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November 2012 / Bronx/​Riverdale Family / Brooklyn Family / Long Island Family / Manhattan Family / Queens Family / Staten Island Family

Poop afloat

A first-person account of discovering a turd amidst the bubbles

With small children in the house, I look forward to certain daily events. Bath time is near the top of my list (only slightly down from nap time). I love the adorable bubble beards, frothy hair and sweet-smelling children.

One evening as the children were making bubble soup, my eldest suddenly yelled, “Mom! Gracie pooped in the tub! There’s poop! Eeeww!” I turned from getting clean towels and saw my oldest daughter, then 5, scrambling out of the tub. Gracie, 2, sat in the tub looking stunned.

I had absolutely no idea how to proceed from here. As the mother of two, you’d think that I would be well prepared for most poop-related events. However, no one had ever told me about poop in the tub, and I had blissfully managed to avoid the experience with my older child.

I stood frozen for a moment while my brain slowly processed this new experience. In a moment of clarity, I realized that I had a choice — I could react in a firm, but playful manner, discussing the importance of not pooping in the tub and calmly disinfecting everyone and the 3,000 toys that were in the contaminated water. Or, I could shriek like a maniac, pull the children to safety, and loudly proclaim that we DO NOT poop in the tub.

I went with my gut. Shrieking, I grabbed the children, wrapped them in clean towels (that would now have to be disinfected) and carried them to my non-poopy shower. My 5 year old dramatically re-told the event during the whole shower, and Gracie still looked a little shell-shocked (perhaps due to my continual mantra that we DO NOT poop in the tub). After disinfecting the children, I drained the tub, washed my hands with a hospital-style scrub, and set up a bio hazard perimeter.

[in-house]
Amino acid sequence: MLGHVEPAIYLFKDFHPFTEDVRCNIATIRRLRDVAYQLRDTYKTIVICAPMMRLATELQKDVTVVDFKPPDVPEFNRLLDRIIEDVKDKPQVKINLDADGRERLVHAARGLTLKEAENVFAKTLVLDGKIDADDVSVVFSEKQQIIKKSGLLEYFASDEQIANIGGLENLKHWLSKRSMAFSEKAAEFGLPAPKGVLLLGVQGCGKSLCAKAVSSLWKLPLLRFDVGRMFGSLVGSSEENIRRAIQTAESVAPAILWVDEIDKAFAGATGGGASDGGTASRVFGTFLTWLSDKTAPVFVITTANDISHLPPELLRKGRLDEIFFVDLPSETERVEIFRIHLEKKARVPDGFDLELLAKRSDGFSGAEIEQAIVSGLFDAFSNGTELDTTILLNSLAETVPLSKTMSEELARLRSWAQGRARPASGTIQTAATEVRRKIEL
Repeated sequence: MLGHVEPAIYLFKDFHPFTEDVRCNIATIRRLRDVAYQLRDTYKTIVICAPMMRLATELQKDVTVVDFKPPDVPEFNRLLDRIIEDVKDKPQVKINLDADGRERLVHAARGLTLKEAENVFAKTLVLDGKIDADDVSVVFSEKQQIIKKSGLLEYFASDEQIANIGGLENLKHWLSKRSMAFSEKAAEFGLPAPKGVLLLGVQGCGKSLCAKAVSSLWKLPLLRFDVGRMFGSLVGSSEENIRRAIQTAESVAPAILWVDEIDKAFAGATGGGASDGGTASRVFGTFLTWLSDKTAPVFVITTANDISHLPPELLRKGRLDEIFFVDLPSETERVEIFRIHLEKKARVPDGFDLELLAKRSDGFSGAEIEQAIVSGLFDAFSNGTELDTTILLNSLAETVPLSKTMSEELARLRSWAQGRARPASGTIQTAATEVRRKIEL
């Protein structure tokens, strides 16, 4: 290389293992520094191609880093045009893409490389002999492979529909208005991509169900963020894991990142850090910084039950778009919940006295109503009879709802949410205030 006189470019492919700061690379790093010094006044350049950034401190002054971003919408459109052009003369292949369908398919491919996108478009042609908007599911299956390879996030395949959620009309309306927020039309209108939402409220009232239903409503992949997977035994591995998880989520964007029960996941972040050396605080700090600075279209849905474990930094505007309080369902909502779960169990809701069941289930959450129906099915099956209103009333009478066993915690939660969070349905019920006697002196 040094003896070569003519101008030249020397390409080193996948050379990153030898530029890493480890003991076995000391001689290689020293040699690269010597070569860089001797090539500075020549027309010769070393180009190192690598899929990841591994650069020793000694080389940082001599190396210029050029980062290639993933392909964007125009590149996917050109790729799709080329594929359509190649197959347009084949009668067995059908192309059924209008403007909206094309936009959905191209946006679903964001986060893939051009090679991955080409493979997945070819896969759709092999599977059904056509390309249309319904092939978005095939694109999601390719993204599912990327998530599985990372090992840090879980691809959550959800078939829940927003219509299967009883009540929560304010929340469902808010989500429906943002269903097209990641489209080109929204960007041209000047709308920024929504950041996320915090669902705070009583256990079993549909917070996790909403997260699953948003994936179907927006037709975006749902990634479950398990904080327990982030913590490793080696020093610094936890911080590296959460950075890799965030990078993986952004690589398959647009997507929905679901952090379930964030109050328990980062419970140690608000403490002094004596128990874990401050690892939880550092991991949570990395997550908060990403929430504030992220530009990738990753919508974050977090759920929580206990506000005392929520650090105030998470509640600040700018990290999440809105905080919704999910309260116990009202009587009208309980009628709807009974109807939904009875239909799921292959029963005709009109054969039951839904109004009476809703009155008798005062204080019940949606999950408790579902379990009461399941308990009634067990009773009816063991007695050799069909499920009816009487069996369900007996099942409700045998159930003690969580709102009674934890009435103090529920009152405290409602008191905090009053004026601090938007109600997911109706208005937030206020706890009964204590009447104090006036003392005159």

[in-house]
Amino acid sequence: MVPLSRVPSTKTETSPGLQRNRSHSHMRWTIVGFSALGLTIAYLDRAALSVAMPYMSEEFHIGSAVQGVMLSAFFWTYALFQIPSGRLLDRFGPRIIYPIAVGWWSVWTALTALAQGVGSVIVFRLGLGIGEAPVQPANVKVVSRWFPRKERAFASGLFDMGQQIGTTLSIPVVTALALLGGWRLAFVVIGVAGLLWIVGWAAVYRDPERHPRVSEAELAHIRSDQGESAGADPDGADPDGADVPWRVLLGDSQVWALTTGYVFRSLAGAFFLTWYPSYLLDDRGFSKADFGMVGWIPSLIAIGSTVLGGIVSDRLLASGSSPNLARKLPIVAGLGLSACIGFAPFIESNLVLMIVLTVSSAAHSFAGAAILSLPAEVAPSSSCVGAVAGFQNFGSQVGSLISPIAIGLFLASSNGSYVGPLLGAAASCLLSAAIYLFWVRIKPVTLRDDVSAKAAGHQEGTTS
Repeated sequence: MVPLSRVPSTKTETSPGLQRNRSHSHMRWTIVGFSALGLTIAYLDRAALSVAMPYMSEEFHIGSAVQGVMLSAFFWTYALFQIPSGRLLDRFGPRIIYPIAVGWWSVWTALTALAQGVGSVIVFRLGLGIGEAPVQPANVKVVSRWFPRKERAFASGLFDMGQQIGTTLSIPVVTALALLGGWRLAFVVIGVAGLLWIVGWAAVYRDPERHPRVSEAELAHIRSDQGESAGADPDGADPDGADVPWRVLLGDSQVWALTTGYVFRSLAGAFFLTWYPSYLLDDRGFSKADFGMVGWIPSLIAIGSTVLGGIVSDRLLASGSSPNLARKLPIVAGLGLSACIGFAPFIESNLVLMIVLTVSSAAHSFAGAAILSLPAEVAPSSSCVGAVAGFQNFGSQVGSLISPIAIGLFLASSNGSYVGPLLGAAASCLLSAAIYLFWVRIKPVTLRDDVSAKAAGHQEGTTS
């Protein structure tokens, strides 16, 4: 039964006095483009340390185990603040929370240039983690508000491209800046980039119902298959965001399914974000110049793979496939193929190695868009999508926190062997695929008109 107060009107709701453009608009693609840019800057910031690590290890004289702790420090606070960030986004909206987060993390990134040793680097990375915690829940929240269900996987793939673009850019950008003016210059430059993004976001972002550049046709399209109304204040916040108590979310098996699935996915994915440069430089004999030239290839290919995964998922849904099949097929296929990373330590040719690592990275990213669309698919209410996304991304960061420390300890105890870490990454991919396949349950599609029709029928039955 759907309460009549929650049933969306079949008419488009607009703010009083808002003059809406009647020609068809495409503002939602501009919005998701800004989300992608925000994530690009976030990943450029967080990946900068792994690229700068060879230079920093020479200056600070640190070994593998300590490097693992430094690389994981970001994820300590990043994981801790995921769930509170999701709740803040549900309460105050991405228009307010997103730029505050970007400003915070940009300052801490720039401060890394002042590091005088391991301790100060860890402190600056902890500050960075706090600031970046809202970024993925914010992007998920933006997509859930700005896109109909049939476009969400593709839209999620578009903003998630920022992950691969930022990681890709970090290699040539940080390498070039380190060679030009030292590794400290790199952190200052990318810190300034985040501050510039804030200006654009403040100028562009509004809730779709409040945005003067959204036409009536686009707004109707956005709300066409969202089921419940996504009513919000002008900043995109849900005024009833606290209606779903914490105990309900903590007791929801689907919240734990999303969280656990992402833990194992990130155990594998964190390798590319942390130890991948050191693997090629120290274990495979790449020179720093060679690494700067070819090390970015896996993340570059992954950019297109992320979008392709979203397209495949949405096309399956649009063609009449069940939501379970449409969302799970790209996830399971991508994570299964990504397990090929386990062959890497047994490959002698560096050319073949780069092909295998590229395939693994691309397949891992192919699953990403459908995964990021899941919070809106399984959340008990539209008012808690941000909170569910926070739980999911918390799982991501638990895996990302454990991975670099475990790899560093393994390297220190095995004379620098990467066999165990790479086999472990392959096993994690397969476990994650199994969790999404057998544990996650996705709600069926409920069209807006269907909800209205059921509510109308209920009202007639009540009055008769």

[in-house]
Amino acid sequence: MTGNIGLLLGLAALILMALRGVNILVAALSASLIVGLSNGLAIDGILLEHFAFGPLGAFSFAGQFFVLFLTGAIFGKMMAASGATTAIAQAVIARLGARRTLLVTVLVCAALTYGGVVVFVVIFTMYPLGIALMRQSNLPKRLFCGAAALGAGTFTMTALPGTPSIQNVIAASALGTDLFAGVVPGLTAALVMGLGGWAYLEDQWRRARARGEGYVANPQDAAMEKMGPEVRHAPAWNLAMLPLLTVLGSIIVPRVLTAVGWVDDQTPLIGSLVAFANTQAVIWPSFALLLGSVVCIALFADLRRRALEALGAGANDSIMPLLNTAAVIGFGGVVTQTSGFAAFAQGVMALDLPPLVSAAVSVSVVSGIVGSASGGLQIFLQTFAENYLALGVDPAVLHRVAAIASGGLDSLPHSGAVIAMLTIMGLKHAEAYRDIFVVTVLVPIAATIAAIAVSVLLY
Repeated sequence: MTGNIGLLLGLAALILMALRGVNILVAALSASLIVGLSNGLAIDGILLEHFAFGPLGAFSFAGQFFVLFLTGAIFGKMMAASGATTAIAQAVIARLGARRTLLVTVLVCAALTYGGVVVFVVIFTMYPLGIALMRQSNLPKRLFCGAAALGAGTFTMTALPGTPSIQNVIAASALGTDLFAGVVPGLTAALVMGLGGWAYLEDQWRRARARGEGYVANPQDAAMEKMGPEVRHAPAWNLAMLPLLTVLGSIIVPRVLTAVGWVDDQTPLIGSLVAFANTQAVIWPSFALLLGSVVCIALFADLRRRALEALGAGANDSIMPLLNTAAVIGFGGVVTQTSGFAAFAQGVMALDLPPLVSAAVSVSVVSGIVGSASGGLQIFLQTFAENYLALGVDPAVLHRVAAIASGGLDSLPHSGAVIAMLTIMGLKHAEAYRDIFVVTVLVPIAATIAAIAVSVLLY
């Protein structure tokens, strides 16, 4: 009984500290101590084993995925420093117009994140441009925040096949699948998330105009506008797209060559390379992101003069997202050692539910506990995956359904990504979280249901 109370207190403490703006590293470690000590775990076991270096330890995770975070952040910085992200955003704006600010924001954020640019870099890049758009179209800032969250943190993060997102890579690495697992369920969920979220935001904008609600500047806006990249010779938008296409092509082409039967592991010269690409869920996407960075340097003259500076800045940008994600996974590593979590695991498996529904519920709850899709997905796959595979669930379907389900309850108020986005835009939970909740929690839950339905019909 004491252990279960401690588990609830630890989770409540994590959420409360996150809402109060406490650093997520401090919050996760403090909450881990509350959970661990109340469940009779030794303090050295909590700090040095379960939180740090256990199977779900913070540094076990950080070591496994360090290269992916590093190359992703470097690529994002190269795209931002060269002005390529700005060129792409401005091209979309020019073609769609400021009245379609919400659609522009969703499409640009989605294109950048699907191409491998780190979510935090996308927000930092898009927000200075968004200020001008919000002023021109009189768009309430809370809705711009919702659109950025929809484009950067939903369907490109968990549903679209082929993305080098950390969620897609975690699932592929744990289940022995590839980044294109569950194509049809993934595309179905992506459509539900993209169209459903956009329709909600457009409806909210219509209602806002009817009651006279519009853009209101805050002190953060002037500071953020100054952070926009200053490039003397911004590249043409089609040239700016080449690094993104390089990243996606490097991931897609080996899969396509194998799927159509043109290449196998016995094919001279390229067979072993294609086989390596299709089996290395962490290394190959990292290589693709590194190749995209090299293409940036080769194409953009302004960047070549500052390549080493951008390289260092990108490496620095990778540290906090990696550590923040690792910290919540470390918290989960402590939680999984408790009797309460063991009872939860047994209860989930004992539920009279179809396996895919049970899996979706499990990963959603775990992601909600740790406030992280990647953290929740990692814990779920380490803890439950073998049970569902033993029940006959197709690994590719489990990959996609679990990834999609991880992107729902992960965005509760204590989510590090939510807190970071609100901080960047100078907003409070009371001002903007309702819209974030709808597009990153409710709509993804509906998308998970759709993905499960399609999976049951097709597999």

How does one get poop out of the tub? I had no idea. After multiple discarded plans, one of which was to wait until my husband came home to deal with the toxic waste situation (cowardly, I know), I decided it was best to use a plentiful supply of toilet paper and just grab the floaties that had run aground. I did so, and went through a gag routine worthy of an Oscar. (I wonder where the 5 year old gets her dramatic side from?) I have daily dealings with poop, but excrement not contained in the diaper was a whole ’nother country.

After the de-contamination process was complete (on both the children, the tub, and the toys in the tub — which I washed with bleach in the washing machine — can you even do that?), I thought about my reaction to the situation (I mean, honestly, it was just poop). As a parent in the trenches, there is not a lot of time for introspection. But I wondered if I had missed an opportunity to just laugh with my children. After this, I had a 2 year old who wore a swim diaper in the tub and stated emphatically, “No, no poop in tub” every time she came near the site of the disaster. Luckily, parenting provides constant opportunities for growth and improvement. I will think back to this adventure with the next unexpected event — like the one that happened today at nap time: poop finger-painting anyone?

Melissa Caddell is raising three chatty girls (ages 13, 10, and 6) alongside her husband, Casey. She is a coffee snob, loves family movie night, and writes from the relative quiet of her closet.

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